NYT: Obama compares Bernie Sanders to George W. Bush, calls on Democrats to unite behind Hillary Clinton at closed door fundraiser

Obama suggests at a private Austin fundraiser that Sanders and Bush share the same appeal of authenticity

By Sophia Tesfaye

Senior Politics Editor

Published March 17, 2016 5:56PM (EDT)

Hillary Clinton, Barack Obama, Bernie Sanders   (AP/Reuters/David Becker/Carolyn Kaster/Andrew Harnik/Photo montage by Salon)
Hillary Clinton, Barack Obama, Bernie Sanders (AP/Reuters/David Becker/Carolyn Kaster/Andrew Harnik/Photo montage by Salon)

Even before Hillary Clinton surprisingly swept all five Democratic primaries on Tuesday, President Obama was privately calling on Democrats to quickly rally behind her candidacy.

At a high-dollar fundraiser in Austin, Texas, last week, President Obama told Democratic donors he believes Bernie Sanders no longer maintains a viable path to the nomination and suggested that it was time for the party to come together around a Clinton candidacy instead, according to a new report from the New York Times.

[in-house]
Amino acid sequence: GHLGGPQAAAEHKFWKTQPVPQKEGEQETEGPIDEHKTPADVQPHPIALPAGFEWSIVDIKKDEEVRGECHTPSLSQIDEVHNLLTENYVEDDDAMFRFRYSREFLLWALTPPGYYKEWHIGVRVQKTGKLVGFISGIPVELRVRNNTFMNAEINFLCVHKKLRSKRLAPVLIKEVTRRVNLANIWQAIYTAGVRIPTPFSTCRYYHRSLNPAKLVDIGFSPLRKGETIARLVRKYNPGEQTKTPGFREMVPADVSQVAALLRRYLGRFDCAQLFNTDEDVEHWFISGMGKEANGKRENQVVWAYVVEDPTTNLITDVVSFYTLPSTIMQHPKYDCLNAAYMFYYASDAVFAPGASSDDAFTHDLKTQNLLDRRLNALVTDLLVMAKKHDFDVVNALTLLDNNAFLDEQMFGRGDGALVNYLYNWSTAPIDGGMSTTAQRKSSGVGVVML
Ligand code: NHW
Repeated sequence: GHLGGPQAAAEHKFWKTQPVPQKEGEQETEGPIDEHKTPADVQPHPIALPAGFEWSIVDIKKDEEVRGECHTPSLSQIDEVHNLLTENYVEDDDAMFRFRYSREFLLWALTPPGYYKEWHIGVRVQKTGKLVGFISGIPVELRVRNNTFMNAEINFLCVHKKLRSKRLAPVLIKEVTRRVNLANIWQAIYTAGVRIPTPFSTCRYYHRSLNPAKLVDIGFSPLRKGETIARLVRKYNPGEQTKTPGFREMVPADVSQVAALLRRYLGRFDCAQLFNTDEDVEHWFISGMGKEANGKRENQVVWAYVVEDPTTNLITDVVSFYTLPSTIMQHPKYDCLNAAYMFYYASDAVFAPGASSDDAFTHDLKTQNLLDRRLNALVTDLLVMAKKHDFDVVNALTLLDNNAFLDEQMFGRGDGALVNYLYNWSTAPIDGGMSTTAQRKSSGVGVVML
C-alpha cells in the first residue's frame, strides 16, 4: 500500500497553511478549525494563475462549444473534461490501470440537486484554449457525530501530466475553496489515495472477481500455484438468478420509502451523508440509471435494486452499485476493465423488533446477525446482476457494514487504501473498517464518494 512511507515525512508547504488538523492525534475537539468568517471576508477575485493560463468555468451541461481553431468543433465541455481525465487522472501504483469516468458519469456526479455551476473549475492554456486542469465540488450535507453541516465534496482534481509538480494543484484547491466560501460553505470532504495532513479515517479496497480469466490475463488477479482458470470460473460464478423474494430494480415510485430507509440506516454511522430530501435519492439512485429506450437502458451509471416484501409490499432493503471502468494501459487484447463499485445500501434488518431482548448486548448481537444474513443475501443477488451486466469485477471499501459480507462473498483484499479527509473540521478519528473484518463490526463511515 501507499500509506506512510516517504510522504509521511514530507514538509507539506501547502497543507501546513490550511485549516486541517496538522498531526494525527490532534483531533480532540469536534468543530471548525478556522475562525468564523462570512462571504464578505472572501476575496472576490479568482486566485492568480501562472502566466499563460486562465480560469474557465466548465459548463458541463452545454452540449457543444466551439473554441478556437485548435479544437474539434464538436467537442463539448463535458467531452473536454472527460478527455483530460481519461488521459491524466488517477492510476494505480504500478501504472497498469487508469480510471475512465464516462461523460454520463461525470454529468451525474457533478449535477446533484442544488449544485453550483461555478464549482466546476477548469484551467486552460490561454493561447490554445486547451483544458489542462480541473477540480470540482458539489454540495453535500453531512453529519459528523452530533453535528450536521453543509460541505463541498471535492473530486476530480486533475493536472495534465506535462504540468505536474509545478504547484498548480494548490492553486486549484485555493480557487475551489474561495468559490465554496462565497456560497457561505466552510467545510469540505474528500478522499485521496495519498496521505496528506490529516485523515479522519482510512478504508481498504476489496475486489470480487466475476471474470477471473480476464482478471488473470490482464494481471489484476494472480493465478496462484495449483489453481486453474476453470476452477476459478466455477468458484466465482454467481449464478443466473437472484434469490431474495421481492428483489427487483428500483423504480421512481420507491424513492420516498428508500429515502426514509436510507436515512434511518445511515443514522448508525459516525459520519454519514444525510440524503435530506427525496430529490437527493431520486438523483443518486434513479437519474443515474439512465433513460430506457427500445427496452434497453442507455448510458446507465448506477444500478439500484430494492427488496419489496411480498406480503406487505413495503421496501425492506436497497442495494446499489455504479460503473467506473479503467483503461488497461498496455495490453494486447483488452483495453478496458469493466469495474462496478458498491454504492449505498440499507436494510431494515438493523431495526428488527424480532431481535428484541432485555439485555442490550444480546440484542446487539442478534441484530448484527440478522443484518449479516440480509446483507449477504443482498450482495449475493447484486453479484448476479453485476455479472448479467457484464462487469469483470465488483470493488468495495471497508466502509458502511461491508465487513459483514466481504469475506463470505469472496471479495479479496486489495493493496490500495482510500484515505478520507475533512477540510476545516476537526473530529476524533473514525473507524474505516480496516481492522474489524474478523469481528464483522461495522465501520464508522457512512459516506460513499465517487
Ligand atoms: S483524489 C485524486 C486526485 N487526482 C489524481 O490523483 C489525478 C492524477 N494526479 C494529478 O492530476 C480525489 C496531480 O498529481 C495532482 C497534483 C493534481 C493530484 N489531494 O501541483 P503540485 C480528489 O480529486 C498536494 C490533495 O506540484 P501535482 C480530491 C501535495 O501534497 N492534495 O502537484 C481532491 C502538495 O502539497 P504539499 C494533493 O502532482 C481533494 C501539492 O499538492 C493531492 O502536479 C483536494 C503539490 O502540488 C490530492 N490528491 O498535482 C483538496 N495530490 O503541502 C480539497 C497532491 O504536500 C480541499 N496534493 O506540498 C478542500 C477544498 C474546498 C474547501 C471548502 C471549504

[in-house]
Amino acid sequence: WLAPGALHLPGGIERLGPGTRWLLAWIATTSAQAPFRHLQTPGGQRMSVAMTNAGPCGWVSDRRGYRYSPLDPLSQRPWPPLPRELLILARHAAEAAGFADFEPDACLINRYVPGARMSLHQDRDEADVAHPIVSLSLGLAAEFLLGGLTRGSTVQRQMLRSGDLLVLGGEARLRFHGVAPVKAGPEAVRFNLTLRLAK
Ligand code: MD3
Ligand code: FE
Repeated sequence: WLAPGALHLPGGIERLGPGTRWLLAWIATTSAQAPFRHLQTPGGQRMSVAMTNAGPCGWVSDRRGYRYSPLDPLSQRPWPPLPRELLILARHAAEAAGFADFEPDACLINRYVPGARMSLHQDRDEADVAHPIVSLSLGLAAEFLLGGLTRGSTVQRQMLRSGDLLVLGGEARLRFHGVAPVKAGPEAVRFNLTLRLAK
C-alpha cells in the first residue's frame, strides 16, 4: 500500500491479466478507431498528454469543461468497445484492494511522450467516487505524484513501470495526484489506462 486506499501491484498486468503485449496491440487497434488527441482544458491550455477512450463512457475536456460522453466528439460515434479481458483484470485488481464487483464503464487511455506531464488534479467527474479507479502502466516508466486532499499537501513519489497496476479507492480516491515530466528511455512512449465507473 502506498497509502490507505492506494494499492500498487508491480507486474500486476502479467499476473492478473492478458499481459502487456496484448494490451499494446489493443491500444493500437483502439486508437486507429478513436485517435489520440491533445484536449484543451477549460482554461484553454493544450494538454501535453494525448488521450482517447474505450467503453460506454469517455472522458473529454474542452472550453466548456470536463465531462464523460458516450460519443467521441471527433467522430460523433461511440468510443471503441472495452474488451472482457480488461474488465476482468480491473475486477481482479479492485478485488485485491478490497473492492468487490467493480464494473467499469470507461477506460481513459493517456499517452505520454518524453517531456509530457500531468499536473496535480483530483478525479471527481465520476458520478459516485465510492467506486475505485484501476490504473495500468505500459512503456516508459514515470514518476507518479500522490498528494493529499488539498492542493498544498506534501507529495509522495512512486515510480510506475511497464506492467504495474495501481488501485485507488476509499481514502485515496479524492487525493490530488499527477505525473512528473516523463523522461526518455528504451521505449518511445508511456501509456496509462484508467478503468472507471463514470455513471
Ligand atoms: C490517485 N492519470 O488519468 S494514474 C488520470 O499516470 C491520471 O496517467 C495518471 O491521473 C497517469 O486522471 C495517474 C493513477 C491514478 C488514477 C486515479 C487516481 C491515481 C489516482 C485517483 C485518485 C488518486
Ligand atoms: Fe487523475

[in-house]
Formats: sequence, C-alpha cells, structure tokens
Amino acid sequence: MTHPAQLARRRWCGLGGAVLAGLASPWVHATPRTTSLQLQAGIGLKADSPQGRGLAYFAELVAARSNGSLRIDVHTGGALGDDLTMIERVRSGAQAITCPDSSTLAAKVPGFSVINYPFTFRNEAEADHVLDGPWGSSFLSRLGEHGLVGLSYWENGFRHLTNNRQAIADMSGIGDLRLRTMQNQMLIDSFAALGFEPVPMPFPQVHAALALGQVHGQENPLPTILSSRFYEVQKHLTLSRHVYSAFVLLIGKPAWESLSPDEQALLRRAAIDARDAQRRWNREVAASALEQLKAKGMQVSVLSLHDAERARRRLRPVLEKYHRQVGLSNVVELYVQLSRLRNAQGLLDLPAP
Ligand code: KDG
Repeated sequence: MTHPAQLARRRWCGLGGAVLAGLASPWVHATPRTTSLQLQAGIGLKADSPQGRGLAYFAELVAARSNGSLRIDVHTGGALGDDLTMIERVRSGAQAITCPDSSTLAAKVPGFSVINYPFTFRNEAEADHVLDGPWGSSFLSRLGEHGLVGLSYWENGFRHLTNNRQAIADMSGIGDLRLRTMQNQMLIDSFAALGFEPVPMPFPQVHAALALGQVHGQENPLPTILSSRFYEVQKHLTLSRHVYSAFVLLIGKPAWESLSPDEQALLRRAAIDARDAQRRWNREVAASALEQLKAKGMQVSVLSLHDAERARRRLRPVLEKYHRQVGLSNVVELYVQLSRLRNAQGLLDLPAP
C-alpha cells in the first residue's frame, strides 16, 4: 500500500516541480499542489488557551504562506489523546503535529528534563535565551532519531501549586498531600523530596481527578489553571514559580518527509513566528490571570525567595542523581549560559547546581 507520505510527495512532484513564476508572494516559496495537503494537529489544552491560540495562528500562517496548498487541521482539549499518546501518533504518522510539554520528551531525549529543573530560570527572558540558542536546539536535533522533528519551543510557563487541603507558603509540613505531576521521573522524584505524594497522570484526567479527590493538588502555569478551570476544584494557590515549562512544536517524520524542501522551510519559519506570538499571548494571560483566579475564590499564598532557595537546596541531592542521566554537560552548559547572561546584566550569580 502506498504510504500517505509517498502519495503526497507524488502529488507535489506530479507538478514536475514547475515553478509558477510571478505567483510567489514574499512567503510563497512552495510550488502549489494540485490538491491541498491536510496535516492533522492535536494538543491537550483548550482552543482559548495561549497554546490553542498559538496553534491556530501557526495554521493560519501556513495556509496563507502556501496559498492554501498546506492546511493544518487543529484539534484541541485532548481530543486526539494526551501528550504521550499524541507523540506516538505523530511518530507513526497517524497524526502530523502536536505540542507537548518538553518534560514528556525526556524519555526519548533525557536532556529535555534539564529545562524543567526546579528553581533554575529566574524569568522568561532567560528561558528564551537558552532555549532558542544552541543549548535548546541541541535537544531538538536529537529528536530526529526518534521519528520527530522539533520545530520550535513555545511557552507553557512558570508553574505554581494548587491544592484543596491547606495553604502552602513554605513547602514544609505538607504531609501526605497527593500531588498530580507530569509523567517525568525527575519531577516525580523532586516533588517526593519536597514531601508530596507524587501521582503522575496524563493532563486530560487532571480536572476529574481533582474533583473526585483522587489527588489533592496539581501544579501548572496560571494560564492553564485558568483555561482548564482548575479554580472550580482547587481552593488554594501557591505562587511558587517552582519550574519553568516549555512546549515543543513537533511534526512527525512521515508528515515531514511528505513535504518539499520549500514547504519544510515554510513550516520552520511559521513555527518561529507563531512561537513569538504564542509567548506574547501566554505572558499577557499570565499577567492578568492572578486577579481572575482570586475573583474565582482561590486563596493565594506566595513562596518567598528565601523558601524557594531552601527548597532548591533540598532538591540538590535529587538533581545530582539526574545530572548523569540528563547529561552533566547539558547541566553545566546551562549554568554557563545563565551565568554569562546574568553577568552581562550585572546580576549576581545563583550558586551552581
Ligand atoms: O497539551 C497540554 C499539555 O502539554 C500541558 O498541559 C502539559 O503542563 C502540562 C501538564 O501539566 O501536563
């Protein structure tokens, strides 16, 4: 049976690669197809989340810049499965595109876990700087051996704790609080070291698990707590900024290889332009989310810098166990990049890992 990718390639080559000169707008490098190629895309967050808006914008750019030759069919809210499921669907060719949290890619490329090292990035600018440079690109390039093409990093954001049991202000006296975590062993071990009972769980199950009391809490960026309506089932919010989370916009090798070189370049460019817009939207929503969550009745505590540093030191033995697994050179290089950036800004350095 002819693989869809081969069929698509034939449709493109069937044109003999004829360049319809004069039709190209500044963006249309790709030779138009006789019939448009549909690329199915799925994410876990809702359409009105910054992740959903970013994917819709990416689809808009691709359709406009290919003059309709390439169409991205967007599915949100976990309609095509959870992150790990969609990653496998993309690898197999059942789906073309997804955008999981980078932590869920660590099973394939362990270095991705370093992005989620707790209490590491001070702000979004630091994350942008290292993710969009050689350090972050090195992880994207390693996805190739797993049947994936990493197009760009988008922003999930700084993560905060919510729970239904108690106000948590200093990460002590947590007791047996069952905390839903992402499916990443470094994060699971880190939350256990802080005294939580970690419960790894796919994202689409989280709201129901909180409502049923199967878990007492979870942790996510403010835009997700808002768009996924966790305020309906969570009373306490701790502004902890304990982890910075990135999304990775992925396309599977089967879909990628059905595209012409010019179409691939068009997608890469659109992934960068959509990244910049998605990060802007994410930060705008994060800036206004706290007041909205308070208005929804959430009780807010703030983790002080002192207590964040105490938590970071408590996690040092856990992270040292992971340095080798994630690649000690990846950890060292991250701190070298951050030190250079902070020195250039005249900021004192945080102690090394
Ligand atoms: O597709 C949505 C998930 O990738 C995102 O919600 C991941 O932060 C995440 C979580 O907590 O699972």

While the president did not explicitly call on the Vermont senator to drop out of the race, according to three unnamed sources in attendance whose account was confirmed by a White House official, Obama did warn that if the party does not unite behind Clinton soon, the White House could be lost to Donald Trump:

Those in attendance described an urgency in Mr. Obama’s tone as he suggested that Democrats needed to come together to prevent an opening for the Republicans, whose leading candidate is Donald J. Trump, to exploit.

At the home of Texas real-estate developer Kirk Rudy, President Obama told donors who paid as much as $33,400 to the Democratic National Committee that although he understands Sanders' appeal is based on his authenticity, he warned that a certain Texas politician was also considered quite authentic during his run for the White House, referring to former President George W. Bush. According to the Times, Obama acknowledged that Clinton has failed to "excite" many parts of the Democratic base, as Sanders has, but argued that "being authentic did not necessarily translate into being a good president."

The president stopped short, however, of calling for Sanders to drop out of the race.

Elsewhere in The New York Times today --- Here’s How Bernie Sanders Could Win the Nomination

By Sophia Tesfaye

Sophia Tesfaye is Salon's senior editor for news and politics, and resides in Washington, D.C. You can find her on Twitter at @SophiaTesfaye.

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2016 Democratic Primary Bernie Sanders Election 2016 Elections 2016 Hillary Clinton President Obama